In this regard, I strongly believe it is our duty to strengthen the role of UNESCO in the protection of heritage in conflict areas and to ensure the protection and preservation of sites in areas affected by natural disaster,” said Ambassador Michael Worbs, Chairperson of the Executive Board of UNESCO.

Many celebrities, including Kadir Topbaş, Mayor of Istanbul or Öcal Oğuz, President of the Turkish National Commission for UNESCO, took part in this ceremony attended by some 800 participants.

During this session, the World Heritage Committee considered the nominations of 27 sites on the List of UNESCO World Heritage. These include nine new natural sites, 14 cultural sites and four mixed sites (i.e. both natural and cultural). The Committee also reviewed the state of conservation of 108 sites already on the List and 48 sites on the List of World Heritage in Danger at its session.

The 40th session of the World Heritage Committee adopted the Istanbul Declaration on the Protection of World Heritage, which invites States Parties to take measures and act together against the destruction of common heritage of humankind in cooperation with the UN Educational, Scientific and Cultural Organization (UNESCO). Participants also added 12 sites of special cultural or physical significance to the World Heritage List.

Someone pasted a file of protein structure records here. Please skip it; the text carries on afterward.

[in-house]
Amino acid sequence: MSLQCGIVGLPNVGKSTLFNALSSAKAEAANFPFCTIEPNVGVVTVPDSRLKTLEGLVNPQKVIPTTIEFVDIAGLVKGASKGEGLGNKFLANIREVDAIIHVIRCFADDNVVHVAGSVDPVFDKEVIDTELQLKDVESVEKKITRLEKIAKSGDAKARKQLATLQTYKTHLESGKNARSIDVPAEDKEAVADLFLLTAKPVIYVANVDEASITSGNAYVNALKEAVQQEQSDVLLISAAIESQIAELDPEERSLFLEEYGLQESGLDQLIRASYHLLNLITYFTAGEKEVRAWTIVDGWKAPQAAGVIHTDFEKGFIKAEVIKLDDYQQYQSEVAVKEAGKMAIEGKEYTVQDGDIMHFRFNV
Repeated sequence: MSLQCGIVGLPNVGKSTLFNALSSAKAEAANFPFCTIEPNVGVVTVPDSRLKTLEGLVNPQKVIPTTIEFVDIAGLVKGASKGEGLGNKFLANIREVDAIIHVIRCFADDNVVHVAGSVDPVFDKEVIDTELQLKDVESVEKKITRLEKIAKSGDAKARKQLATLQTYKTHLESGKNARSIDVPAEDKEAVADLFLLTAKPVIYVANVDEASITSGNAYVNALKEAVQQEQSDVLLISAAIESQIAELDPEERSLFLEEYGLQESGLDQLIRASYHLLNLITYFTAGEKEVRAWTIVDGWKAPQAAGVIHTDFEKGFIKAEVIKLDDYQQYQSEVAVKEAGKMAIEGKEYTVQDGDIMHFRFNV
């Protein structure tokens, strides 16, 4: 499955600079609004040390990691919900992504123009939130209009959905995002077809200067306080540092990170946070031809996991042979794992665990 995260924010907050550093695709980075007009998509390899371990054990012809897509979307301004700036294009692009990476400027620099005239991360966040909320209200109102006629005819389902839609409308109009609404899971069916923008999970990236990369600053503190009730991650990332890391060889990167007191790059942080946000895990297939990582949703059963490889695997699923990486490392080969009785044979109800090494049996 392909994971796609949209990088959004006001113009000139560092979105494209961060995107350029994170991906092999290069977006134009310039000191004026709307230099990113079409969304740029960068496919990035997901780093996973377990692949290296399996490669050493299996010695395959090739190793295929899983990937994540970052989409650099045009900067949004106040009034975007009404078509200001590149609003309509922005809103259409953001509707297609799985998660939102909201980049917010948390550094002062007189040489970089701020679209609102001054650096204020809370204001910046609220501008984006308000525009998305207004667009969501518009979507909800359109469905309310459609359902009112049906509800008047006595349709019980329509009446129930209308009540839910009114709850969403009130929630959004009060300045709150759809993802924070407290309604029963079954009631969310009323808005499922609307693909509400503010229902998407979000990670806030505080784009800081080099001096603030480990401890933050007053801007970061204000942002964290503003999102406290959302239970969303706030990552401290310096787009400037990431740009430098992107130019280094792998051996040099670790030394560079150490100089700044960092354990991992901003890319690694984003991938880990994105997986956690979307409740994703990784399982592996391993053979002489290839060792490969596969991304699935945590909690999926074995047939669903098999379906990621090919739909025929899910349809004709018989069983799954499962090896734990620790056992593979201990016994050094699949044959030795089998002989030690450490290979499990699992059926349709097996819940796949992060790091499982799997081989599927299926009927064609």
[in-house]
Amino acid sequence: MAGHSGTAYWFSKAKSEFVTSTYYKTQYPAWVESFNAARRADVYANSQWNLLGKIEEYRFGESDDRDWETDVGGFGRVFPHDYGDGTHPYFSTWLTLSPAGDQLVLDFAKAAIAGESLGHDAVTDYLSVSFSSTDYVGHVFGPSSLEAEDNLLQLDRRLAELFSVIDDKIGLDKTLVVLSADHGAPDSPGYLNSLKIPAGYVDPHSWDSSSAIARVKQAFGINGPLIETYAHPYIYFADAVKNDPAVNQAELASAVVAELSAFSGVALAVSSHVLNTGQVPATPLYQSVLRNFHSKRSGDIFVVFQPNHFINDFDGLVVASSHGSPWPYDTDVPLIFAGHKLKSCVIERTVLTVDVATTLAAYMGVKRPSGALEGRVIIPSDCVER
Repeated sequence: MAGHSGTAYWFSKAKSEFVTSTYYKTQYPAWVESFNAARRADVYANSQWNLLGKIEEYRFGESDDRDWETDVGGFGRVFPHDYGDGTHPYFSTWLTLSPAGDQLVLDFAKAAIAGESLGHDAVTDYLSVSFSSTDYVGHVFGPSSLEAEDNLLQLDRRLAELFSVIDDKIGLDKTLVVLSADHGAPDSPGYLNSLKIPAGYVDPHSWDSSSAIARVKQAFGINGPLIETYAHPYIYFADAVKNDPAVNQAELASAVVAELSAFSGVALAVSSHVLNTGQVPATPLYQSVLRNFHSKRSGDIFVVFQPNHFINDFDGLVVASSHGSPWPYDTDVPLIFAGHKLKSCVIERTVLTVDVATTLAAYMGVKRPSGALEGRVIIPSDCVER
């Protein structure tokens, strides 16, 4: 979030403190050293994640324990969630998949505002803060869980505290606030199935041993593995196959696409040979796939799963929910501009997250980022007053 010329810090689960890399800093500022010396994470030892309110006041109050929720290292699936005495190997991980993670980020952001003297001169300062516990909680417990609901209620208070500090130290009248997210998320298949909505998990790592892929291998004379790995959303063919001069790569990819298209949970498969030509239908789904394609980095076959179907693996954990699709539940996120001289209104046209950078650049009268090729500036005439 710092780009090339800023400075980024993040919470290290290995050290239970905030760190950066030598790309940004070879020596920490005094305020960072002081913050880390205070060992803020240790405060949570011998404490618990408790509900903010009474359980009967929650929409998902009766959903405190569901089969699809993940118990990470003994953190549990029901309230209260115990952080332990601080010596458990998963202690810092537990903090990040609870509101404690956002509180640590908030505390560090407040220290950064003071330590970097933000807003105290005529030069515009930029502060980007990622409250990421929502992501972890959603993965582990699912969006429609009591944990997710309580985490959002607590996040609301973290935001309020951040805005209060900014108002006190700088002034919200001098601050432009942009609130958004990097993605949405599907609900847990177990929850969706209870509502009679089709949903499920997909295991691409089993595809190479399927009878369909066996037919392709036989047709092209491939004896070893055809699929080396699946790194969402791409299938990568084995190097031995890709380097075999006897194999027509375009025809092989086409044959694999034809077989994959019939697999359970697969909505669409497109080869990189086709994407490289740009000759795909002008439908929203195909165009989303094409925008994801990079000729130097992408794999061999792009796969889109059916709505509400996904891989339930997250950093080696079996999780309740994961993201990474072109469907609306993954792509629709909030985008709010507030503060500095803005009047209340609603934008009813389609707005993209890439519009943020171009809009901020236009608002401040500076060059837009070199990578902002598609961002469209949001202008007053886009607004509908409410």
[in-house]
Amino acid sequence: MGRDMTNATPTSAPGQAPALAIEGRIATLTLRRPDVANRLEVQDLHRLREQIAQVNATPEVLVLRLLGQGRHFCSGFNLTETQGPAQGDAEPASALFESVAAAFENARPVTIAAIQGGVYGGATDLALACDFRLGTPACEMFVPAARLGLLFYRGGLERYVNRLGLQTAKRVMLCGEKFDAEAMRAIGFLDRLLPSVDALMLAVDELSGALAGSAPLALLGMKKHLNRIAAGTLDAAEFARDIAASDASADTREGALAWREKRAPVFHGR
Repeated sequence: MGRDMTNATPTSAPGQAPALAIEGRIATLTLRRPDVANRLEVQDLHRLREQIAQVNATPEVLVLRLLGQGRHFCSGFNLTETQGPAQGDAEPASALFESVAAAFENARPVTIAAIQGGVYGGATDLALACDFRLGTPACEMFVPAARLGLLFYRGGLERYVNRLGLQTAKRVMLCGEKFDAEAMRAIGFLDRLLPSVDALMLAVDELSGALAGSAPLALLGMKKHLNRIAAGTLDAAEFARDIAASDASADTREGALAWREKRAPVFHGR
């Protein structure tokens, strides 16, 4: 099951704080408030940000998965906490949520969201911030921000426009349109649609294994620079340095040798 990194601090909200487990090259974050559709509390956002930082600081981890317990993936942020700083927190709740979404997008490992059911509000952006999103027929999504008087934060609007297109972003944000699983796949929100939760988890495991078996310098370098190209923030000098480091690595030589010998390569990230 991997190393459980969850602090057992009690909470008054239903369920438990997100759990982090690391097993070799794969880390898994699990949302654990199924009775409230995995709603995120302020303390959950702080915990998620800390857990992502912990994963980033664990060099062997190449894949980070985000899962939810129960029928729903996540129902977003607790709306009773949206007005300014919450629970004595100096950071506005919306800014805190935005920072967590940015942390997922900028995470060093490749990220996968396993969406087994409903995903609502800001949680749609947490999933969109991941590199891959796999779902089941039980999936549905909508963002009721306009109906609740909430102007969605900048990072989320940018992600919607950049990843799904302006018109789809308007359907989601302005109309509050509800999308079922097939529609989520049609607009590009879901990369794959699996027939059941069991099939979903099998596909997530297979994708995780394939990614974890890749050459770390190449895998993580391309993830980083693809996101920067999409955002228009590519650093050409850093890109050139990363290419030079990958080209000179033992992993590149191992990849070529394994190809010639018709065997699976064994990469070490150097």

In the Declaration, the World Heritage Committee invites States Parties to consider innovative and effective solutions to address evolving needs in heritage preservation, and calls upon them to integrate the protection of cultural and natural heritage in their policy making processes and security strategies. It further calls on States Parties to exercise proactive policy supported by initiatives to protect and restore cultural and natural heritage sites, especially those on the List of World Heritage in Danger. The Declaration strongly encourages all States Parties to make financial contributions.

UNESCO’s World Heritage Committee added 12 new sites of special cultural or physical significance to its World Heritage List, including:

one of the world’s largest inland delta systems, in Iraq; a transnational site in Kazakhstan, Kyrgyzstan and Uzbekistan that encompasses one of the largest mountain ranges in the world, the Western Tien-Shan; and one of the largest ensembles of rock art in the Sahara, in a sandstone area of Chad. Another newly protected site is Hubei Shennongjia, which protects the largest primary forest in central China and provides habitats for rare animal species like the Clouded and Common Leopard, the Asian Black Bar and the Golden or Snub-nosed Monkey. Other sites include: the Khangchendzonga National Park in northern India, which contains a diversity of forests, glaciers, lakes, mountains and valleys and the world’s third-highest peak, Mount Khangchendzonga; and an archipelago site in Mexico that protects part of a submerged mountain range, which is of particular importance for seabirds as well as other wildlife, such as dolphins, manta rays, sharks and whales.

Another marine site was added in Sudan: the Sanganeb Marine National Park and Dungonab Bay-Mukkawar Island Marine National Park, which will protect an isolated coral reef structure in the central Red Sea and an offshore atoll. The area also hosts coral reefs, mangroves, seagrass beds and other coastal and marine features that are home to fish, marine mammals and fish, including a globally significant population of dugongs.